Out of the darkness and into the light

Scott Peterson will be dead soon for murdering his wife and unborn child. In Ottawa earlier this month, Daniel Maxheleau allegedly killed his parents and 25-year-old sister.
It was discovered recently that China and Iran had nuclear-capable missiles, a judge, court reporter, deputy, and a federal agent were killed by Brian Nichols in Atlanta, and in Iraq, the smell of death still clogs the wits of men.
You want to learn more about man’s failures and shortcomings? Just keep turning the pages of a newspaper.
That’s what I did. And to actually think I tried to find an article, headline, or even a picture of something with delight to try and balance all the bad that is happening in this cruel and cynical world.
All I can say is this—thank goodness for the sports pages, which are always there to divert us from such horrors.
During that same week, the sports section gave me stories dealing with the NCAA “March Madness” basketball tournament, the Carleton Ravens winning the CIS basketball title with a decisive win over the Concordia Stingers, and the Rimouski Oceanic extending their record unbeaten streak in the QMJHL to 28 games.
The saddest story in its pages revolved around Major League Baseball and some of its biggest names being subpoenaed by the U.S. Congress.
“I always turn first to the sports pages, which record people’s accomplishment,” Chief Justice of the United States Earl Warren said many years ago (he passed away in 1974 at the age of 83). “The front page has nothing but man’s failures.”
When starting out in journalism, you are taught and constantly reminded of the age old phrase: If it bleeds, it leads. But I say it should be replaced with this one: If it scores, it soars.
In most British newspapers, the front page of the sports section is on the back page of the paper. Both pages are published on the same sheet of newsprint, allowing the reader to peel that sheet from the rest of the paper, spread it across their kitchen table, and see the front and back page side by side—news and sports—looking like the masks of tragedy and comedy.
I believe every newspaper should adopt this format.
We are more than three years removed from the Sept. 11 attacks. The world stopped on that upsetting day and it was a day which everyone can remember where they were when they heard the news.
But there was something that we finally realized, and something I always recall whenever I read about some the ghastly things that occur in this world: each day we play Russian roulette with a bullet called life.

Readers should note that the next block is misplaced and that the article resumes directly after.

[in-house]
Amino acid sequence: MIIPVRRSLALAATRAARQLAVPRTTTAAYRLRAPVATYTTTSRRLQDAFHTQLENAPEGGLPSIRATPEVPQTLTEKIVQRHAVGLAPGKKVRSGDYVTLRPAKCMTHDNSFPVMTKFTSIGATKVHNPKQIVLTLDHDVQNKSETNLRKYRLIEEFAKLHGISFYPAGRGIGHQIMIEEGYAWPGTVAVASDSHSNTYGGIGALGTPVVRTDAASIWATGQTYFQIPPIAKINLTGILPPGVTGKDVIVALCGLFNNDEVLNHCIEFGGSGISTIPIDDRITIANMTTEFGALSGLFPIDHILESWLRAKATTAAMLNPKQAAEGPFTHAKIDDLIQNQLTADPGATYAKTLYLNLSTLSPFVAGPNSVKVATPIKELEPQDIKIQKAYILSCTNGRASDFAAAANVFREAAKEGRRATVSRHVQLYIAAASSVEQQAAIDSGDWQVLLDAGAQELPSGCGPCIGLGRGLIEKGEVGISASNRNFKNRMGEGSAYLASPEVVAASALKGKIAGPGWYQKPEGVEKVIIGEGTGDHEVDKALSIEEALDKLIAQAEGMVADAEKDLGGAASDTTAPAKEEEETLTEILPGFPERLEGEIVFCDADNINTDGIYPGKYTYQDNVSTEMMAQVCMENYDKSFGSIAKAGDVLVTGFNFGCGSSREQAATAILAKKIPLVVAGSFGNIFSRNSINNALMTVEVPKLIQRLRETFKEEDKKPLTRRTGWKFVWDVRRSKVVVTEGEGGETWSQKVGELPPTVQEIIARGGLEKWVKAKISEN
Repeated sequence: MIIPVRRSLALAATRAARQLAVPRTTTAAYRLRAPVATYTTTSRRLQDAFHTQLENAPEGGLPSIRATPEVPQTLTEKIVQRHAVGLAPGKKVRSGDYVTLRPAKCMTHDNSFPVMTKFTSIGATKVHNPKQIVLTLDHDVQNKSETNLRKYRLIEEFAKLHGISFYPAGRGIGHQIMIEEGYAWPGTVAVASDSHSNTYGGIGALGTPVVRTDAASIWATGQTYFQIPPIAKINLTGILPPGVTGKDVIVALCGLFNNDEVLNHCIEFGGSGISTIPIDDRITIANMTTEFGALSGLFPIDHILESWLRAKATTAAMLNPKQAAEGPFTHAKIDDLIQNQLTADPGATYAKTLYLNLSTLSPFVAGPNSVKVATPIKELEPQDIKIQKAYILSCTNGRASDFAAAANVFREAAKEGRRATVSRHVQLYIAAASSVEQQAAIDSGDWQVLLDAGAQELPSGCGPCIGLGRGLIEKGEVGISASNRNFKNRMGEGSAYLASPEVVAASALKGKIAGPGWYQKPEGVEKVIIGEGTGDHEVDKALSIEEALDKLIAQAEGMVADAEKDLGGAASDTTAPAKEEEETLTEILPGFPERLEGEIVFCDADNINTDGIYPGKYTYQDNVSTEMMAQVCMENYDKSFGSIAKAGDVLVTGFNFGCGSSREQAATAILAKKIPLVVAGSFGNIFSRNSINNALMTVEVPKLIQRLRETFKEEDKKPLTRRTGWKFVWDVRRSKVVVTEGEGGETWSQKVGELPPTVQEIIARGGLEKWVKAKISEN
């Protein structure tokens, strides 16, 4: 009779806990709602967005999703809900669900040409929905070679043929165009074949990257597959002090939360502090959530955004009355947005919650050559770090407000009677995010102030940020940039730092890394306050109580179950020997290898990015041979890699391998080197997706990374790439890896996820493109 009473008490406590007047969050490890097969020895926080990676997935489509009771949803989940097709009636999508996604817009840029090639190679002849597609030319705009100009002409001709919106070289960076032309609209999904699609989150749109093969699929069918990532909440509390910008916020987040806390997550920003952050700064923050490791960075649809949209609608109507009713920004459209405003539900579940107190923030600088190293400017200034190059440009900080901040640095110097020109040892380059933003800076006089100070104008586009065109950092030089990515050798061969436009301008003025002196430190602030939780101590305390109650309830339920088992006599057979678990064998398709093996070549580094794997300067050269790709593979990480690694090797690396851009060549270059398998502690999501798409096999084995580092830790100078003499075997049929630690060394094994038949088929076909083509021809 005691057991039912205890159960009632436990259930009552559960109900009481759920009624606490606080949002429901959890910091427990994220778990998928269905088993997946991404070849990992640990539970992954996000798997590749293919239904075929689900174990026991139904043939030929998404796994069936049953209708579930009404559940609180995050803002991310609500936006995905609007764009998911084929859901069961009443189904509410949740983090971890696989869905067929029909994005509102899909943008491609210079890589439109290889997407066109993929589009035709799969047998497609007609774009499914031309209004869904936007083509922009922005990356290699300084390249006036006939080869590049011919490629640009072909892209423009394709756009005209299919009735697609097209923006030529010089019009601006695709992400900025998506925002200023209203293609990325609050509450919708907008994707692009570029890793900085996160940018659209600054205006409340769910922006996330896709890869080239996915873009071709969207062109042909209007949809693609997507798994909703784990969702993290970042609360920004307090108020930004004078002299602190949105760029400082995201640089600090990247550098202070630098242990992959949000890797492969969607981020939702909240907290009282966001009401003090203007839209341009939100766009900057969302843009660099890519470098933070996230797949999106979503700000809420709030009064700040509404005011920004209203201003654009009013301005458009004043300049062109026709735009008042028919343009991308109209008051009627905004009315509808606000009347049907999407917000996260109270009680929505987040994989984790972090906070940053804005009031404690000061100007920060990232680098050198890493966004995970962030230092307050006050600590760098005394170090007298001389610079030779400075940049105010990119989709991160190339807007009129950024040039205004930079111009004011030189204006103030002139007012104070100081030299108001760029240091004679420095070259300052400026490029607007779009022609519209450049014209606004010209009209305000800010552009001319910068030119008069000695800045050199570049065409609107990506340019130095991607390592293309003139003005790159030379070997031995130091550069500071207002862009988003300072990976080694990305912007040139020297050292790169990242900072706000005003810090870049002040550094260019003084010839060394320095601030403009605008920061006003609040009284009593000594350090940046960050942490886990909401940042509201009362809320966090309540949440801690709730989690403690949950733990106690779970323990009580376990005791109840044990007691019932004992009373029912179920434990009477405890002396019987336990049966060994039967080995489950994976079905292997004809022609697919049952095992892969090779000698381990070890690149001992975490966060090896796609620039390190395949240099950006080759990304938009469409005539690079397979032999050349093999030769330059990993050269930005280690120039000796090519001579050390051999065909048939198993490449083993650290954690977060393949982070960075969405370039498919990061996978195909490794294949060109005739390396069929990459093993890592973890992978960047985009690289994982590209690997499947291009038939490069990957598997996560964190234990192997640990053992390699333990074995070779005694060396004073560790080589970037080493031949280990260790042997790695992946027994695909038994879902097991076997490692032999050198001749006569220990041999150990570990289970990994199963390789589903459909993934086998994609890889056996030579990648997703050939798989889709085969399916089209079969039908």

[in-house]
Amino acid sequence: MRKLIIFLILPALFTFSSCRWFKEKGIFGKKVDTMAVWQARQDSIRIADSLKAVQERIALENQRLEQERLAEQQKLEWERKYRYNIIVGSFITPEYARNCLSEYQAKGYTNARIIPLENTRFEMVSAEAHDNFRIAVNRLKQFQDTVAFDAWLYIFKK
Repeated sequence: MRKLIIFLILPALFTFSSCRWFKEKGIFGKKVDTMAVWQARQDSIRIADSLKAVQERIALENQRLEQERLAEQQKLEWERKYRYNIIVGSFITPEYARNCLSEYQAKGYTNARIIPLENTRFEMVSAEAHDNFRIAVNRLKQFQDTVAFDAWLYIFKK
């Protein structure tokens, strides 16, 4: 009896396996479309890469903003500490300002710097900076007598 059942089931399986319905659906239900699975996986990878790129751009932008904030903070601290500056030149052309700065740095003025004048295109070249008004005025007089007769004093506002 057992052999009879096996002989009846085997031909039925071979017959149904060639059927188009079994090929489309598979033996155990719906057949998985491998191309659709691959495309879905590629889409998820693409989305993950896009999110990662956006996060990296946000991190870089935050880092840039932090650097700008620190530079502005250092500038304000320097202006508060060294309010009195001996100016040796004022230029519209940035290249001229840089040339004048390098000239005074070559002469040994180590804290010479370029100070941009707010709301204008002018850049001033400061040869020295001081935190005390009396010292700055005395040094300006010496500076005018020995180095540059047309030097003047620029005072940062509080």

Many people think that sport is insignificant, but such events like the Sept. 11 attacks, or the horrible stories being reported like the ones in this column’s first paragraph, made me respect and appreciate what many of us still take for granted.
I agree that money and ego has chipped away at its innocence. That players are characterized by the logo on their sneakers. Are no longer concerned about the team logo on the front of their jersey, but rather their number on the back.
That an athlete’s character is weighed more by the amount of bling-bling around their necks than the amount of character shown on the playing field. And that Ray Lewis’ pre-game dance resembles a ritual goat slaughter performed by Santeria priests.
But underneath all that hype and gusto there is something very good and very meaningful all of us can learn to appreciate and use to better our own lives.
Through sport, we can learn how to deal with adversity. We can learn how to act when you’re the best player in the world (Wayne Gretzky) and the worst (Eddie “The Eagle” Edwards).
You can learn how to lead a team (Michael Jordan), but most importantly, what it means to be a part of one (Bill Russell).
Sport is the light. We live in a world of uncertainty and hate, but of the very few things left on this Earth that can give us something without asking for anything in return (but a couple of hours of our time a week), sport is tops on my list.
In this bipolar world of good and bad, peace and war, life and death, it’s sometimes hard to differentiate between the two. Sport gives us an escape from all the chaos that surrounds us—and lets us take advantage of it for our own betterment.
It lets you, even for a moment, whether playing or watching, step outside of yourself and engulf in something good and, yes, meaningful.
We live in an era where actions speak louder than words and though mine often have been misunderstood from the start, I think it’s time for all of us to step back and really look at what’s important in our fragile lives.
Because after all, in the end, it is just a game. Or is it?

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